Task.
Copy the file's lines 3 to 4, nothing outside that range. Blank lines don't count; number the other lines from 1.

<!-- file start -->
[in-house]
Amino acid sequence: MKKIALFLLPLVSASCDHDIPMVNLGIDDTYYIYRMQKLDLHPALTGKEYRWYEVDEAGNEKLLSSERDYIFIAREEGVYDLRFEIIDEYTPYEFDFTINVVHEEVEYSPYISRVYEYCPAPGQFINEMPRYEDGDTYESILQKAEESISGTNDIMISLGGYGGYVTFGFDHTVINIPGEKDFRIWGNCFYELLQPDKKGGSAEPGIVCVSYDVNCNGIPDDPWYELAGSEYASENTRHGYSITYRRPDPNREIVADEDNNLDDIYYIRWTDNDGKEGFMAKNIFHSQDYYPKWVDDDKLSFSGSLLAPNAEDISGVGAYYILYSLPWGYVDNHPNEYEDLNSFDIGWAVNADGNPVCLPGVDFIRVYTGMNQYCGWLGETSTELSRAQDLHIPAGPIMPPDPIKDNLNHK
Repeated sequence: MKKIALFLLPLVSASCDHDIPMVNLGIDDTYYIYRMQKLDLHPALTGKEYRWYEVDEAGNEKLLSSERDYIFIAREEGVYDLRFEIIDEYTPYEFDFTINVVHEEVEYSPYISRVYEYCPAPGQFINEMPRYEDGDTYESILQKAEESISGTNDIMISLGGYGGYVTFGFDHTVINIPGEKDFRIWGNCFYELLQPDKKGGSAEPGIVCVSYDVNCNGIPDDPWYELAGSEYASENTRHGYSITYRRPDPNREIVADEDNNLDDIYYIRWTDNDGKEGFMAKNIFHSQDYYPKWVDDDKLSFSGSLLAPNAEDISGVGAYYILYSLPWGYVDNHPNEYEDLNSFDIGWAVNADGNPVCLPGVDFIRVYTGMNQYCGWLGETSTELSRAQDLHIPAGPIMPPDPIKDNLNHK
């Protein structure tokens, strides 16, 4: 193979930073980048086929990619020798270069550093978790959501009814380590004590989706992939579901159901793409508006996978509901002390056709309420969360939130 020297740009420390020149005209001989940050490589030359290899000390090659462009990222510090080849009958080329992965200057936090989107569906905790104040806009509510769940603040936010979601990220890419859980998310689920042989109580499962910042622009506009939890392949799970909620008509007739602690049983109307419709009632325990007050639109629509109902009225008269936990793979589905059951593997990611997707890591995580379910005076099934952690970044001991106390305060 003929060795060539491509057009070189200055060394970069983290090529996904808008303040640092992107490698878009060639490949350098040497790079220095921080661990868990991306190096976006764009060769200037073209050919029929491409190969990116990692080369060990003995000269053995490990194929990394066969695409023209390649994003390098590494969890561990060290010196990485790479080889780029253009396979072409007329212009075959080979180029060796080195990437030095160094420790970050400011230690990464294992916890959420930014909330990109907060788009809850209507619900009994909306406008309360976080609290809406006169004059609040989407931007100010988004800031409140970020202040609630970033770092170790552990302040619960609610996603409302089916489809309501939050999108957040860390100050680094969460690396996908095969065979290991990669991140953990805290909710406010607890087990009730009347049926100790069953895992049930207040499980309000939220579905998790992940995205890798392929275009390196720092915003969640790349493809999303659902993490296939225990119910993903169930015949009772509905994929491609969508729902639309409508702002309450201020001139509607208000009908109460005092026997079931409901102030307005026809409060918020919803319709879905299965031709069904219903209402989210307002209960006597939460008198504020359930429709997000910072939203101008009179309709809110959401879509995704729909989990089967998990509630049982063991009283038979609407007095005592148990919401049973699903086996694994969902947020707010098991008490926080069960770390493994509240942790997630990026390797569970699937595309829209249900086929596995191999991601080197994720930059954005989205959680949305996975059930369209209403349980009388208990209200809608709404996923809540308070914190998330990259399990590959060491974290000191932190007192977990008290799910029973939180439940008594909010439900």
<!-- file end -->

Repeated sequence: MKKIALFLLPLVSASCDHDIPMVNLGIDDTYYIYRMQKLDLHPALTGKEYRWYEVDEAGNEKLLSSERDYIFIAREEGVYDLRFEIIDEYTPYEFDFTINVVHEEVEYSPYISRVYEYCPAPGQFINEMPRYEDGDTYESILQKAEESISGTNDIMISLGGYGGYVTFGFDHTVINIPGEKDFRIWGNCFYELLQPDKKGGSAEPGIVCVSYDVNCNGIPDDPWYELAGSEYASENTRHGYSITYRRPDPNREIVADEDNNLDDIYYIRWTDNDGKEGFMAKNIFHSQDYYPKWVDDDKLSFSGSLLAPNAEDISGVGAYYILYSLPWGYVDNHPNEYEDLNSFDIGWAVNADGNPVCLPGVDFIRVYTGMNQYCGWLGETSTELSRAQDLHIPAGPIMPPDPIKDNLNHK
């Protein structure tokens, strides 16, 4: 193979930073980048086929990619020798270069550093978790959501009814380590004590989706992939579901159901793409508006996978509901002390056709309420969360939130 020297740009420390020149005209001989940050490589030359290899000390090659462009990222510090080849009958080329992965200057936090989107569906905790104040806009509510769940603040936010979601990220890419859980998310689920042989109580499962910042622009506009939890392949799970909620008509007739602690049983109307419709009632325990007050639109629509109902009225008269936990793979589905059951593997990611997707890591995580379910005076099934952690970044001991106390305060 003929060795060539491509057009070189200055060394970069983290090529996904808008303040640092992107490698878009060639490949350098040497790079220095921080661990868990991306190096976006764009060769200037073209050919029929491409190969990116990692080369060990003995000269053995490990194929990394066969695409023209390649994003390098590494969890561990060290010196990485790479080889780029253009396979072409007329212009075959080979180029060796080195990437030095160094420790970050400011230690990464294992916890959420930014909330990109907060788009809850209507619900009994909306406008309360976080609290809406006169004059609040989407931007100010988004800031409140970020202040609630970033770092170790552990302040619960609610996603409302089916489809309501939050999108957040860390100050680094969460690396996908095969065979290991990669991140953990805290909710406010607890087990009730009347049926100790069953895992049930207040499980309000939220579905998790992940995205890798392929275009390196720092915003969640790349493809999303659902993490296939225990119910993903169930015949009772509905994929491609969508729902639309409508702002309450201020001139509607208000009908109460005092026997079931409901102030307005026809409060918020919803319709879905299965031709069904219903209402989210307002209960006597939460008198504020359930429709997000910072939203101008009179309709809110959401879509995704729909989990089967998990509630049982063991009283038979609407007095005592148990919401049973699903086996694994969902947020707010098991008490926080069960770390493994509240942790997630990026390797569970699937595309829209249900086929596995191999991601080197994720930059954005989205959680949305996975059930369209209403349980009388208990209200809608709404996923809540308070914190998330990259399990590959060491974290000191932190007192977990008290799910029973939180439940008594909010439900």